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Meet the lawyer

Elizabeth Zang

Elizabeth Zang

University: University of Oxford
Degree: Law
Year of qualification: 2021
Position: Associate
Department: Cyber and tech
Pronouns: She/her

What attracted you to a career in law?

I work well in intellectually stimulating and high-pressure environments, and I enjoy solving problems, so I thought a career in law would suit me quite well.

I was also attracted to the variety that comes with working in the legal profession. You work with a wide range of clients (and sectors) and need to understand their business and the world they operate in, so you end up learning a lot of peripheral information in order to facilitate the legal advice. The legal work is also varied, particularly in my department. I do contentious and non-contentious work, with both large corporations and small businesses, on cases that could go on for many months or be done and dusted in just a few days. So things don't ever feel stale and I don’t get bored.

Why solicitor not barrister?

I’d probably reiterate the variety point again. In addition to the variation in terms of the legal work, working in a law firm rather than at the Bar means I can get involved in the business development and firm strategy aspect of things too, which I find interesting.

I also really enjoy the collaborative parts of my career, whether that's taking clients out for socials or working with my colleagues on a big case or attending industry events, which I don't think there's as much of an opportunity for when you’re a barrister.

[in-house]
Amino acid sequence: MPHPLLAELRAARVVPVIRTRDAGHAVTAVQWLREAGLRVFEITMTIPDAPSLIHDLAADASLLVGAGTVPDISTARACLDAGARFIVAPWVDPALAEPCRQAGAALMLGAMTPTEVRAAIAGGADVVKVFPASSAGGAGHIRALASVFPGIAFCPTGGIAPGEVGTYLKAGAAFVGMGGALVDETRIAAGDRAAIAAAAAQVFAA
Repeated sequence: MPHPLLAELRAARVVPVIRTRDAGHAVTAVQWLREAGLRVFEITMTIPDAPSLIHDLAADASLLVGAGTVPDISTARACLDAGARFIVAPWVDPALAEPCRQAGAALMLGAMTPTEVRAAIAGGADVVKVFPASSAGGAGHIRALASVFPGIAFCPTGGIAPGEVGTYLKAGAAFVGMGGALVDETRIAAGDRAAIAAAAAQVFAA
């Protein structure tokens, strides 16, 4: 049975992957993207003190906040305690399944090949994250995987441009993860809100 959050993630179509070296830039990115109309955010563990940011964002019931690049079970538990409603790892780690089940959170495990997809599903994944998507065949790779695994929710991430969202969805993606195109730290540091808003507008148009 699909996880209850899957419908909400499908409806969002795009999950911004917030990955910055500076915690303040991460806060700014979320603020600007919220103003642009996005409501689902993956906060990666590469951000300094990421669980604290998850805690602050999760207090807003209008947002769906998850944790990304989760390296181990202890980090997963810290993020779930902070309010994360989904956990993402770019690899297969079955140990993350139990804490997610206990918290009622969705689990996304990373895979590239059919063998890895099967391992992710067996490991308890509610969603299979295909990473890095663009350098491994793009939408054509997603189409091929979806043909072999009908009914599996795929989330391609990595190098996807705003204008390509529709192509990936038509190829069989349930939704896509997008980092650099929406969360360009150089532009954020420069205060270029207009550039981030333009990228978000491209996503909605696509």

How did you decide which firms to apply to?

There are lots of different law firms out there, so it helped to narrow it down based on my own interests. I wasn’t set on a certain practice area so I looked at full-service law firms rather than specialist boutiques, so I could have a broad experience during my training contract. I wanted to work in the City, but I also wanted to maintain a good work-life balance, so I didn’t apply to any of the law firms with a reputation for long hours. I was keen to train with a smaller intake – at RPC there are about 15 trainees in the London office each year – and at a firm with an international offering, so those factors narrowed the list further.

How much work experience had you had? Why is it so important?

I had a range of both legal and non-legal work experience, with my legal work experience being at both barristers' chambers and law firms. I think work experience – whether legal or non-legal – is important for developing soft skills such as communicating with (internal and external) clients, time management and organisation, and being able to conduct research and analyse your findings. However, it's also really important for informing your own decisions about your career. I found that it helped me to identify what I wanted from a career in the legal profession and enabled me to learn about the different types of firms that exist to help me decide what kind of firm I might want to train at.